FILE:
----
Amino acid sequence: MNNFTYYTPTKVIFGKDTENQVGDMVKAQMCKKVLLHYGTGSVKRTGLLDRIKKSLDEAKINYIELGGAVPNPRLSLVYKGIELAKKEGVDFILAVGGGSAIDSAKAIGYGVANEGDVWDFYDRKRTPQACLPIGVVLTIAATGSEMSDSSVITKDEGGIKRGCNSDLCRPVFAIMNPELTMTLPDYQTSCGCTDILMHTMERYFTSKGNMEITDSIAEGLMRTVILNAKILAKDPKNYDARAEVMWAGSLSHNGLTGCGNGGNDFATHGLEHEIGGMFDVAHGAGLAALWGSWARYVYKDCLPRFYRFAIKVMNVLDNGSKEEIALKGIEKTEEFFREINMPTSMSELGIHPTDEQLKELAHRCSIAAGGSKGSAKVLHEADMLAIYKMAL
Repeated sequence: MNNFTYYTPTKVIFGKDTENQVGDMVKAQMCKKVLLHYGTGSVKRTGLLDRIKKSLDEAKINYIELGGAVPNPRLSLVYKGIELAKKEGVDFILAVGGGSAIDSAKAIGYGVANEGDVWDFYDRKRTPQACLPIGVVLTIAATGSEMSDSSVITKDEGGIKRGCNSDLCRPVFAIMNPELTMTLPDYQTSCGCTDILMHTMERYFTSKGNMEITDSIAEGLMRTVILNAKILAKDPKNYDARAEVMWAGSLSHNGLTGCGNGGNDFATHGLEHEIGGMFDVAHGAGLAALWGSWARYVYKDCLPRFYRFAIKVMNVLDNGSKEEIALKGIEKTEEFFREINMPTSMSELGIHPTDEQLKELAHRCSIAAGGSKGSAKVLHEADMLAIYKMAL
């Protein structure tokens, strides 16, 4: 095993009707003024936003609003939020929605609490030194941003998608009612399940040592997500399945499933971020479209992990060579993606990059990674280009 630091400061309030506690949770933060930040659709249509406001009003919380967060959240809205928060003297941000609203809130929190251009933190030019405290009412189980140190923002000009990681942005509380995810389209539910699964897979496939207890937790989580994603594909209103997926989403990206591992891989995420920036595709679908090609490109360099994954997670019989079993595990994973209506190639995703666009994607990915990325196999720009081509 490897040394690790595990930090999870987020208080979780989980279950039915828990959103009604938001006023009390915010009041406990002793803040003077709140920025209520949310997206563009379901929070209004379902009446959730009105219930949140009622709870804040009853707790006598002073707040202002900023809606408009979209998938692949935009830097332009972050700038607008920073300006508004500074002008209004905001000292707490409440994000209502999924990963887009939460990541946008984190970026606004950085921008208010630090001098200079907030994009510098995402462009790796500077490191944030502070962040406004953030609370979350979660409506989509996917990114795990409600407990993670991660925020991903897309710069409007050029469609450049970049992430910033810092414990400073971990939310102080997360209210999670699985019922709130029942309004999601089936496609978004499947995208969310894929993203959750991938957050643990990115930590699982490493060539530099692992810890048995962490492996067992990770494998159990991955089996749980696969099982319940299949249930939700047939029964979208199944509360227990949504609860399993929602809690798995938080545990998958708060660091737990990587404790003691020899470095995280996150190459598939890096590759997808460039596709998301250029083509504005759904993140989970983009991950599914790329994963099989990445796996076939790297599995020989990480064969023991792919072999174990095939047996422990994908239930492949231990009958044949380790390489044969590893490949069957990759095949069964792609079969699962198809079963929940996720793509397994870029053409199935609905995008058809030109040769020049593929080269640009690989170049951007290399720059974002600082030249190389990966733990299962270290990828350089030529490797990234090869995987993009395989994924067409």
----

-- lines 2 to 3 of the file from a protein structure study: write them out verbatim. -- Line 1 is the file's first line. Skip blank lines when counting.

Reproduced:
Repeated sequence: MNNFTYYTPTKVIFGKDTENQVGDMVKAQMCKKVLLHYGTGSVKRTGLLDRIKKSLDEAKINYIELGGAVPNPRLSLVYKGIELAKKEGVDFILAVGGGSAIDSAKAIGYGVANEGDVWDFYDRKRTPQACLPIGVVLTIAATGSEMSDSSVITKDEGGIKRGCNSDLCRPVFAIMNPELTMTLPDYQTSCGCTDILMHTMERYFTSKGNMEITDSIAEGLMRTVILNAKILAKDPKNYDARAEVMWAGSLSHNGLTGCGNGGNDFATHGLEHEIGGMFDVAHGAGLAALWGSWARYVYKDCLPRFYRFAIKVMNVLDNGSKEEIALKGIEKTEEFFREINMPTSMSELGIHPTDEQLKELAHRCSIAAGGSKGSAKVLHEADMLAIYKMAL
């Protein structure tokens, strides 16, 4: 095993009707003024936003609003939020929605609490030194941003998608009612399940040592997500399945499933971020479209992990060579993606990059990674280009 630091400061309030506690949770933060930040659709249509406001009003919380967060959240809205928060003297941000609203809130929190251009933190030019405290009412189980140190923002000009990681942005509380995810389209539910699964897979496939207890937790989580994603594909209103997926989403990206591992891989995420920036595709679908090609490109360099994954997670019989079993595990994973209506190639995703666009994607990915990325196999720009081509 490897040394690790595990930090999870987020208080979780989980279950039915828990959103009604938001006023009390915010009041406990002793803040003077709140920025209520949310997206563009379901929070209004379902009446959730009105219930949140009622709870804040009853707790006598002073707040202002900023809606408009979209998938692949935009830097332009972050700038607008920073300006508004500074002008209004905001000292707490409440994000209502999924990963887009939460990541946008984190970026606004950085921008208010630090001098200079907030994009510098995402462009790796500077490191944030502070962040406004953030609370979350979660409506989509996917990114795990409600407990993670991660925020991903897309710069409007050029469609450049970049992430910033810092414990400073971990939310102080997360209210999670699985019922709130029942309004999601089936496609978004499947995208969310894929993203959750991938957050643990990115930590699982490493060539530099692992810890048995962490492996067992990770494998159990991955089996749980696969099982319940299949249930939700047939029964979208199944509360227990949504609860399993929602809690798995938080545990998958708060660091737990990587404790003691020899470095995280996150190459598939890096590759997808460039596709998301250029083509504005759904993140989970983009991950599914790329994963099989990445796996076939790297599995020989990480064969023991792919072999174990095939047996422990994908239930492949231990009958044949380790390489044969590893490949069957990759095949069964792609079969699962198809079963929940996720793509397994870029053409199935609905995008058809030109040769020049593929080269640009690989170049951007290399720059974002600082030249190389990966733990299962270290990828350089030529490797990234090869995987993009395989994924067409």